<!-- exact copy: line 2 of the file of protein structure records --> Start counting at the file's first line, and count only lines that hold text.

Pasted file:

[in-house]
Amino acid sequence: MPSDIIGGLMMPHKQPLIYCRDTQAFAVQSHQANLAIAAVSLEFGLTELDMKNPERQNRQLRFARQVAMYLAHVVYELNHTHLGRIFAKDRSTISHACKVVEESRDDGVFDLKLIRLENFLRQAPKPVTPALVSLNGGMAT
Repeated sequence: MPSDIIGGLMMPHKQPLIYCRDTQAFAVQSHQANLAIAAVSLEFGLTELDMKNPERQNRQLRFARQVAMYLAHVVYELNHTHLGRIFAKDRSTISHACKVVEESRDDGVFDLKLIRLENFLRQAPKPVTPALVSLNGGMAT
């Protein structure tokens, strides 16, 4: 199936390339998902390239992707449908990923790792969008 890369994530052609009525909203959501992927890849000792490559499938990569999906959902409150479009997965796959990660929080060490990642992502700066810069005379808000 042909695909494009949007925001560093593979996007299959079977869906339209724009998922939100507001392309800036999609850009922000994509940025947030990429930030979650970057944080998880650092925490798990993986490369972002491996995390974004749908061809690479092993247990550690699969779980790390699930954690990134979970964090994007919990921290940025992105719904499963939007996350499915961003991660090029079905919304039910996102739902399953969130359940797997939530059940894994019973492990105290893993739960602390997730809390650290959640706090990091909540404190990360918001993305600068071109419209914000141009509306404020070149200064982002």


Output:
Amino acid sequence: MPSDIIGGLMMPHKQPLIYCRDTQAFAVQSHQANLAIAAVSLEFGLTELDMKNPERQNRQLRFARQVAMYLAHVVYELNHTHLGRIFAKDRSTISHACKVVEESRDDGVFDLKLIRLENFLRQAPKPVTPALVSLNGGMAT